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Mitsubishi TENSEI 1K Pro Blue Shaft Review

mitsubishi tensei 1k pro blue

50 Words or Less

The Mitsubishi TENSEI 1K Pro Blue shaft is a supremely controlled version of the classic Blue profile.  Mid launch and spin.  Extremely consistent.

Introduction

With two shafts in my 2023 bag [details HERE], Mitsubishi’s TENSEI 1K Pro family has clearly stood out from the pack.  The TENSEI 1K Pro White has been my gamer since I got it in for review, and the 1K Black [review HERE] has been a perfect counterpart in my “mini” driver.

After almost two years, the 1K Pro family now includes the most popular model: TENSEI Blue.  With a mid-launch, mid-spin profile, this is the do-anything shaft.  Can it unseat its older brother in my driver?  I tested it to find out.

Looks

The Mitsubishi TENSEI 1K Pro Blue carries forward the same aesthetic package as the 1K Pro Orange [review HERE], and there’s absolutely nothing wrong with that.  This shaft is more workhorse than eye-candy, but it’s not visually dull.

Above the branding, you can see the carbon weave beneath Mitsubishi’s Multi-Material logo.  The thick blue band denotes the shaft model before your eyes hit the iridescent TENSEI logo.  This is my favorite part of the shaft – a subtle upgrade over the standard TENSEI that’s only visible in the right light.  The lower portion of the shaft is all black to create a distraction-free address look.

Feel

The Mitsubishi TENSEI 1K Pro Blue has the most action of any 1K shaft, but it’s extremely controlled.  Swinging it brought to mind a kung fu master firing a kick that stops an inch short of the student’s ear.  There’s an explosion of energy in the middle of the shaft, but it’s never out of control.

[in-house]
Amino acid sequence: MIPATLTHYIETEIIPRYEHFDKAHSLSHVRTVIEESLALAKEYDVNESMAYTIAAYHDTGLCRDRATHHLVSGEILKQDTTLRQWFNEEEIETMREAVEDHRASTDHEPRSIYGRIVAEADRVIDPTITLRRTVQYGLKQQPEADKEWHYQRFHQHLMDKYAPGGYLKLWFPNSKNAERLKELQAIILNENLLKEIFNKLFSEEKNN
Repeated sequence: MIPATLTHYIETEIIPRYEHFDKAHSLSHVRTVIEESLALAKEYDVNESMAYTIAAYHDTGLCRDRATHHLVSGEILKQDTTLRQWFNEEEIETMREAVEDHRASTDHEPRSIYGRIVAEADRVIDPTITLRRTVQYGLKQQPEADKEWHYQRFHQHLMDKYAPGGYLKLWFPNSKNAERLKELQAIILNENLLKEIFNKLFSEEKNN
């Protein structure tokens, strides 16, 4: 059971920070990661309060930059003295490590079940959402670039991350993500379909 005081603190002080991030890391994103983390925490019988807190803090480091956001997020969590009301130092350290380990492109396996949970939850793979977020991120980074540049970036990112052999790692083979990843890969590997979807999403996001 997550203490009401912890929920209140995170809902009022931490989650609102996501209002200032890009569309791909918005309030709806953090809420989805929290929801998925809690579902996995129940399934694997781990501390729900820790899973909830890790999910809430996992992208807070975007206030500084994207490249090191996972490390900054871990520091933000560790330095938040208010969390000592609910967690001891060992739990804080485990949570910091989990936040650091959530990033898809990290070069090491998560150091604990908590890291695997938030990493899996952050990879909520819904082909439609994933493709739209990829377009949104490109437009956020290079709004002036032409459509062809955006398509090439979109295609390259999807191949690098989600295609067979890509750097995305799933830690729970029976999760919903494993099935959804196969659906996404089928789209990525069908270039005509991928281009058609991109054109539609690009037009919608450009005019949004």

That added control is what separates the TENSEI 1K Pro Blue to other from other Mitsubishi Blue profiles.  I’ll add that you also need to give this shaft a solid effort to get it to kick.  Where a shaft like the Kai’li Blue [review HERE] loads with almost any effort, 1K Blue needs to feel some speed to get switched on.

Performance

With the weather now beautiful, I started by testing of the Mitsubishi TENSEI 1K Pro Blue on the range alongside my gamer, the 1K Pro White [review HERE].  Both were built to the same length with the same grip and used in my PING G425 MAX driver.

The first thing that stood out is that, for me, the Blue and White produced slightly different shot shapes and patterns.  With the White, a good swing is anything from a straight ball to a small push, so my shots are center to center-right.  With the 1K Blue, my shots were straight to a very small draw, basically taking my shot pattern and shifting it left.  What I like about the 1K shafts is that, in both models, they’re incredibly consistent.  The only time I got a bad result was when I made a bad swing.

Find higher launch with the TENSEI 1K Pro Red HERE

I’ve been trying to take a lot of the “hit” and aggression out of my swing [big thanks to the GForce trainer, review HERE], and, with that smoother swing, the TENSEI 1K Blue felt more versatile than the White.  I can hit all kinds of shots with the White, but the Blue was easier to draw while still retaining the ability to shape the ball right.

Moving to the launch monitor, my numbers were similar with the Blue and White.  When I hit a perfectly straight ball, the TENSEI 1K Pro Blue did launch and spin slightly more than the White.  However, on average, the Blue was slightly lower in launch and spin because it favored a draw over a push.  This is a pattern I’ve seen frequently in my years of shaft testing, and one of the big reasons why I emphasize that you can’t fit a shaft on paper.